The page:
Canadian freestyle skier Sarah Burke's family had planned to hold a Monday news conference about Burke's condition, but instead cancelled it early in the morning after speaking with Burke's physicians, according to reports.

Burke, a four-time superpipe Winter X Games champion and 2005 halfpipe world gold medalist, fell and then whiplashed onto her side last Tuesday at the Park City Mountain Resort in Park City, Utah after landing a practice run trick on the halfpipe ramp. The 29-year-old was then treated at the scene before being flown by helicopter to the University of Utah Hospital, going into an induced coma and finally having surgery on Wednesday to repair a torn vertebral artery that caused cranial bleeding.

Burke's family released a statement Monday, giving some explanation of the decision to cancel in what seems like a sign of worse news to come:

Late last night, Rory Bushfield, Sarah's husband, and members of her family met with physicians to discuss the results of Sarah's most recent neurological tests and assessments, said Nicole Wool, Burke's' public relations person. Based on the information they received, we regret to inform you that they have decided to cancel today's press conference in order for further tests to be conducted this morning and in the coming days.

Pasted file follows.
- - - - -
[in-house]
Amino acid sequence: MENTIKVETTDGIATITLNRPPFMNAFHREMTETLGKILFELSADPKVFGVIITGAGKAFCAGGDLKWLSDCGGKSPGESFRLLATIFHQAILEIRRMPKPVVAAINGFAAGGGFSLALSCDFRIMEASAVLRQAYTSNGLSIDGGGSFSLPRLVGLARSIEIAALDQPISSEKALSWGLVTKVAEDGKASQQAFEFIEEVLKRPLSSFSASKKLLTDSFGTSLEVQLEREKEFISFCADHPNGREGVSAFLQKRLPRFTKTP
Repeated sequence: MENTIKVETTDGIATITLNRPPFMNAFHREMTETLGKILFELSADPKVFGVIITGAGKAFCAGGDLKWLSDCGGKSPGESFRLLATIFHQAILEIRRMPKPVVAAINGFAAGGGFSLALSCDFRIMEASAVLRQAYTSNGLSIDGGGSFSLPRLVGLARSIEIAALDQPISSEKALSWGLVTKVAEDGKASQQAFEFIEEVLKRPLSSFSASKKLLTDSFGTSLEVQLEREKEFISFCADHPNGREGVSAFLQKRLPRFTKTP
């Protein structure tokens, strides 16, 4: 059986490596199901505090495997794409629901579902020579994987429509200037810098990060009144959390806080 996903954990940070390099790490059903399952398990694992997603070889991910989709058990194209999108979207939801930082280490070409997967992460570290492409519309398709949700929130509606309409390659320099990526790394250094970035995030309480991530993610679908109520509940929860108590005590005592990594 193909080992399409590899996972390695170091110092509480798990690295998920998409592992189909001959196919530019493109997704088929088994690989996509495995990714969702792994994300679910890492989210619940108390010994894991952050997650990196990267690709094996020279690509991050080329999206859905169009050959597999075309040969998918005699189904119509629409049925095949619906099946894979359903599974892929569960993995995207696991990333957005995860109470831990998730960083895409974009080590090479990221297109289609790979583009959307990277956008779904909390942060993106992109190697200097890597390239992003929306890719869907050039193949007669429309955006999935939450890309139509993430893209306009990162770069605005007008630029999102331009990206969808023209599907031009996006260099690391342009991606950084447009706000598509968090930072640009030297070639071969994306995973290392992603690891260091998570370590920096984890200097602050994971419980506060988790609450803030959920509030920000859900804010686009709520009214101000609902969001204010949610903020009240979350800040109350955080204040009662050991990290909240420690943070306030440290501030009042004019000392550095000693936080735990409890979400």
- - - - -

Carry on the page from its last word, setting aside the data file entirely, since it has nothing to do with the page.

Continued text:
Wool continued: The family wants to express their deep appreciation for the overwhelming support Sarah has received from all over the world. They ask that everyone continue to keep Sarah and Rory in their prayers. Rory and Sarah's family remain at the hospital.

Reports say that more tests will be done and future updates on Burke's condition will come through her website.

Burke, who also went into cardiac arrest immediately after her accident, according to reports, has been in critical condition at the hospital's Clinical Neurosciences Center in Salt Lake City since last Thursday.

With traumatic brain injury, our care is focused on addressing the primary injury and preventing secondary brain damage, as well as managing other injuries sustained at the time of the accident; all of which requires close monitoring and intensive care, said hospital neurointensivist Safdar Ansari, who is coordinator of the team caring for Burke, in a statement. At this moment, Sarah needs more time before any prognosis can be determined.

The vertebral artery that was torn is located in the neck and supplies blood to the brainstem. Experts say that if the bleeding that disrupts blood flow to the brain is serious enough, Burke's injury can lead to brain damage or even death.

Burke, widely considered a freestyle skiing pioneer who played a major role in getting halfpipe added to the 2014 Winter Games in Sochi, Russia, was preparing to defend her ski superpipe title at this year's Winter X Games, which begin Jan. 26 in Aspen, Colo.